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Transborder Immigrant Tool Series: What to Expect and Do if Stung by an Arizona Bark Scorpion

Wikimedia Commons

Wikimedia Commons

The Transborder Immigrant Tool is a GPS cellphone safety-net tool for crossing the Mexico-U.S. border. It was developed by Electronic Disturbance Theater/b.a.n.g. lab in 2007 by artists Micha Cárdenas, Amy Sara Carroll, Ricardo Dominguez, Elle Mehrmand and Brett Stalbaum, in conjunction with CALIT2/Visual Arts Department/University of California, San Diego/Program in American Culture, Latina/o Studies/English Department/University of Michigan, Ann Arbor.

Poet Amy Sara Carroll wrote a series of 24 poems titled “The Desert Survival Series / La serie de sobrevivencia del desierto,” which were uploaded onto cellphones equipped with simple compasses and interfaces. Each poem is a form of lyrical advice that provides readers and listeners with tools for every hour of a day spent in the pernicious borderlands between the U.S. and Mexico. Truthdig is publishing these poems in Spanish and English in our Poetry section, accompanied by bilingual audio recordings. To read the first, second, third, fourth, fifth, sixth, seventh, eighth, ninth, 10th and 11th poems in the series, click on the hyperlinks. For more information on the project, watch the video presentation below.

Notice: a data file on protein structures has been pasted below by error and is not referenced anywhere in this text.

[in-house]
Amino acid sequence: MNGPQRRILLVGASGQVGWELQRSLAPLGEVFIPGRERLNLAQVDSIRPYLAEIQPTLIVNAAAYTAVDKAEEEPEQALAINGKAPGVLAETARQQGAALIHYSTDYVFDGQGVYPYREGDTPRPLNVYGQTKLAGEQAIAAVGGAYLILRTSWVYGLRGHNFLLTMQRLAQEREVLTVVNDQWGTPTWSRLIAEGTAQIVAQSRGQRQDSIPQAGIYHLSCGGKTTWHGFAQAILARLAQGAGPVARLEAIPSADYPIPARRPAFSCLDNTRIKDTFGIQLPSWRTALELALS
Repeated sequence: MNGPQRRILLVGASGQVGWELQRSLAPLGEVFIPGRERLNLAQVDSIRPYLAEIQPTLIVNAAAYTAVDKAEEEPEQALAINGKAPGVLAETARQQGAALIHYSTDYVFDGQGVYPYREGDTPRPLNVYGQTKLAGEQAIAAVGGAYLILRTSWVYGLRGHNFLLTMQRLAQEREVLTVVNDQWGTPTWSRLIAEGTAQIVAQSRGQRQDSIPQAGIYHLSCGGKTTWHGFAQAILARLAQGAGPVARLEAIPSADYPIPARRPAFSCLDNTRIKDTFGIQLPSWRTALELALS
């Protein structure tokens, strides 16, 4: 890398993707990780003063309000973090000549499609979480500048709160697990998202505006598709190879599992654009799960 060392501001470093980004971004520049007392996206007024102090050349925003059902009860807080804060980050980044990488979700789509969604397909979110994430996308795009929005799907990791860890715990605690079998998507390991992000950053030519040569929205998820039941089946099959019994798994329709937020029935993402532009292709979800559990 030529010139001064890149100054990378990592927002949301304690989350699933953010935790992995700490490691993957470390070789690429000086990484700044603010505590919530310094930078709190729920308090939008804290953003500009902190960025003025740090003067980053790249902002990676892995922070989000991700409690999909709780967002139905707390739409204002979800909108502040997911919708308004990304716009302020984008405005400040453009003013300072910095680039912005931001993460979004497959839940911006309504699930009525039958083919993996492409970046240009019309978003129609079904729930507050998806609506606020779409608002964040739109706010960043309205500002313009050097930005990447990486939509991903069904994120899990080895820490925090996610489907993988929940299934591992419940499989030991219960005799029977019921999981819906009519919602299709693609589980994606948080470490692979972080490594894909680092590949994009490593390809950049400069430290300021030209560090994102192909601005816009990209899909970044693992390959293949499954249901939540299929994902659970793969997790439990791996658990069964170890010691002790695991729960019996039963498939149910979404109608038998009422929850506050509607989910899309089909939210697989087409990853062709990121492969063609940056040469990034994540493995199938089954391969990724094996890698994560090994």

The 12th poem in “The Desert Survival Series/La serie de sobrevivencia del desierto,” read in English by Meryem Kamil and Spanish by Natasha Hakimi Zapata.


For most, the bite of the translucent yellow and brown-striped
Arizona bark scorpion is not lethal. Scorpions, night-walkers, seek
cool, dark, moist hiding places during the day. If you are stung by a
scorpion, clean the wound; do not eat anything for eight hours. It is
possible for you to recover. In contrast, a brown recluse spider’s
bite is literally “a force of nature.” Expect chills, fever, nausea,
vomiting, rashes, hives, an ulcer that will continue to grow in size
unless the wound is excised and medically treated. Found in dead wood
and debris, the brown recluse carries a dark, violin-shaped trademark
on its back.

Para la mayoría, la mordedura del alacrán de corteza de Arizona, de un
color amarillo translúcido y estriado café, no es letal. Los
escorpiones, caminantes nocturnos, buscan escondites frescos, oscuros
y húmedos durante el día. Si le pica un escorpión, limpie la herida;
no coma nada por ocho horas. Es posible que se recupere. Por el
contrario, la mordedura de una araña parda reclusa es literalmente
“una fuerza de la naturaleza”. Espere escalofríos, fiebre, nausea,
vómitos, sarpullido, irritación, y una úlcera que seguirá creciendo a
menos que la herida sea extirpada y tratada medicamente. Hallada en
la madera seca y en escombros, la araña parda reclusa lleva en su
espalda una marca distintiva y oscura en forma de violin.

Submit a poem

Truthdig will publish poems that offer insight into current events and sociopolitical themes relevant to today’s world. From entries across the nation, Truthdig staff will select poems based on both their artistic qualities as well as the social issues they discuss. To read our guidelines and submit a poem for our consideration, click here.

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